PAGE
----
Weijian Shan: the private equity chief who dared to criticise Beijing

It is highly unusual for a prominent Chinese businessman to criticise Beijing’s policies.

And it is all the more surprising that the indictment of the Communist party’s “draconian” zero-Covid rules that have “semi-paralysed” large parts of the Chinese economy came from Weijian Shan.

Shan, the 68-year-old head of private equity group PAG, is usually a vocal supporter of the country’s government. He has defended China’s “war on terror” in Xinjiang and its “territorial claims” over Taiwan in columns in the South China Morning Post. In an interview with the Harvard Business Review last April, he said: “Despite initial blunders, China has handled the coronavirus pandemic well through strict lockdowns and mass testing.”

A symbol of the success of capitalist China, Shan, who was appointed to the board of Alibaba in March, has profited richly by balancing his relationships on the mainland with the increasing appetite of international investors for the “prize” of Chinese consumers, in Shan’s words.

He rode the country’s shape-shifting trajectory over the past half a century to take the top spot among a small group of Chinese businessmen who launched funds across the border in Hong Kong, luring tens of billions of dollars from institutions in the US, Europe and the Middle East to invest in a string of highly successful companies.

Through Shan’s deep mainland connections and fluent Mandarin, PAG’s investors have received early access to Chinese start-ups and key industries such as financial services and industrial gases that would have been otherwise off limits. The returns have been vast. PAG filed for a $2bn initial public offering in Hong Kong last month that would value the company at up to $15bn.

It was in a meeting with brokers in the run-up to the IPO that Shan made the comments, which he had not expected to become public.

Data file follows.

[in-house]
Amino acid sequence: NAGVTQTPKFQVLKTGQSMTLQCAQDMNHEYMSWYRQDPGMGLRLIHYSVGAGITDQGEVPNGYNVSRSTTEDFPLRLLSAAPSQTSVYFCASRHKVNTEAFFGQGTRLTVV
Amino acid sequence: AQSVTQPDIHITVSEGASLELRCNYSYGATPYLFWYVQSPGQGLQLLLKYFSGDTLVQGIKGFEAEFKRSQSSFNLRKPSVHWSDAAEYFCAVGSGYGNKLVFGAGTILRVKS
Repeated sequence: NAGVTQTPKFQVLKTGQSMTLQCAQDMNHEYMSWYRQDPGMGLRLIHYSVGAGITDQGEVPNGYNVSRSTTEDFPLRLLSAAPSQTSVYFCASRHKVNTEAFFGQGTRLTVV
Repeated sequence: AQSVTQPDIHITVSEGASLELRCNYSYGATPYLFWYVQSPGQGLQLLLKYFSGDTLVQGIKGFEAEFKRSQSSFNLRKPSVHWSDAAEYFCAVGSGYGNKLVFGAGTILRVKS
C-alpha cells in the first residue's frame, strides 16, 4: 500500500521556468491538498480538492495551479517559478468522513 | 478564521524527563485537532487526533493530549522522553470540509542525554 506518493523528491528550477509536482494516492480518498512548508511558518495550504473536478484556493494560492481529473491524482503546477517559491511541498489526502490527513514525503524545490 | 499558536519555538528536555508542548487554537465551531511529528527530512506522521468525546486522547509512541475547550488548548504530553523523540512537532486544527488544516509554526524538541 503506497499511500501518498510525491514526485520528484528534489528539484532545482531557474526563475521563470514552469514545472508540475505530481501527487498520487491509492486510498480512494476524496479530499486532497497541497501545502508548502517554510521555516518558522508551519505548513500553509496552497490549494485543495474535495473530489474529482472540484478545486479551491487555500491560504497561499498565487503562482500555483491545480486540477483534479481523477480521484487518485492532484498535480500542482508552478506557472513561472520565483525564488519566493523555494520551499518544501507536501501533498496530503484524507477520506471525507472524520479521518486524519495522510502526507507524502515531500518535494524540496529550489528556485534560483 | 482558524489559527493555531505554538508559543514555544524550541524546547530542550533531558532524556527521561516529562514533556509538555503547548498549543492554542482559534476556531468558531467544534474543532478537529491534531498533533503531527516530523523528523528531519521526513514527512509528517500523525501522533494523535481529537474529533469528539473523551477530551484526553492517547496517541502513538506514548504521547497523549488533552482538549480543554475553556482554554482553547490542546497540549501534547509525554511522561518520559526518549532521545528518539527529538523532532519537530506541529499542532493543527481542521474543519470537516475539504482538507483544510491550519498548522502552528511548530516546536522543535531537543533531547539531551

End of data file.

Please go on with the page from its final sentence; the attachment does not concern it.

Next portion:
Painting a grim picture of a deep economic and political crisis in China, Shan said: “I think that to a very large extent the crisis is man-made.” He added: “We have a leadership who thinks they know what is best for the economy and what is best for the livelihood of the people. Unfortunately I think their knowledge and their rationality are both limited.”

The fallout is uncertain. When Alibaba founder Jack Ma criticised China’s financial regulation, he went missing for three months and the IPO of his payment’s firm Ant Group was shelved.

That Shan was emboldened to express such critical views — even to a small group of people in Hong Kong — shows the mounting concern among local financiers at the fiercely isolationist pandemic policies, which have frozen investor sentiment. Chinese markets have been hammered by a year of punishing regulatory interventions by Beijing. The ongoing Shanghai lockdown has rattled China’s business elite.

A portfolio manager at a $15bn asset manager in Hong Kong, which invests heavily in China, said many other financiers in the city had privately expressed similar views. “Shan’s view is consensus,” he said. “Nobody, I mean not a single professional investment manager, thinks what the government is doing is right.”

In PAG’s offices in Hong Kong’s Pacific Place complex, with views over the city’s skyline, Shan has established a reputation as a demure and approachable boss, chatting to colleagues while eating lunch in the staff canteen. But he has built the firm in the imposing style of multinational groups KKR and Blackstone that were forged in the buyout boom of the 1980s, hunting large corporations in financial difficulty then changing their management and strategic direction.

Shan grew up when China was in the grip of revolutionary fervour. Raised in a one-room home in Beijing in the late 1950s and ‘60s under the turmoil of Mao Zedong’s cultural revolution, he was part of China’s “lost generation” — millions of young people pulled out of school and put to hard labour as farmers. Shan was sent to the Gobi desert in Inner Mongolia, where he toiled to transform an arid landscape.

Six years later he was allowed to return to Beijing and Shan’s life changed course as he became one of the first students to study in the US amid an easing of tensions between Beijing and Washington. He later completed a doctorate at University of California, Berkeley, studying under future Federal Reserve chief Janet Yellen. In 2019, she wrote in a forward to his memoirs, Out of the Gobi, that she was “stunned” to discover that “all the math he knew he had learned by himself, by candlelight”.

He landed jobs at JPMorgan, the World Bank and TPG Capital. When he was approached in 2010 by PAG, a Hong Kong investment firm that had been set up by McKinsey manager Chris Gradel eight years earlier, the company had no private equity business. Since then, PAG has been reborn as one of Asia’s largest private investors with assets of more than $50bn.

“I feel like I have lived 5,000 years,” Shan said in 2019.

The reaction to his comments may inspire another chapter.

Leave a Reply

Your email address will not be published.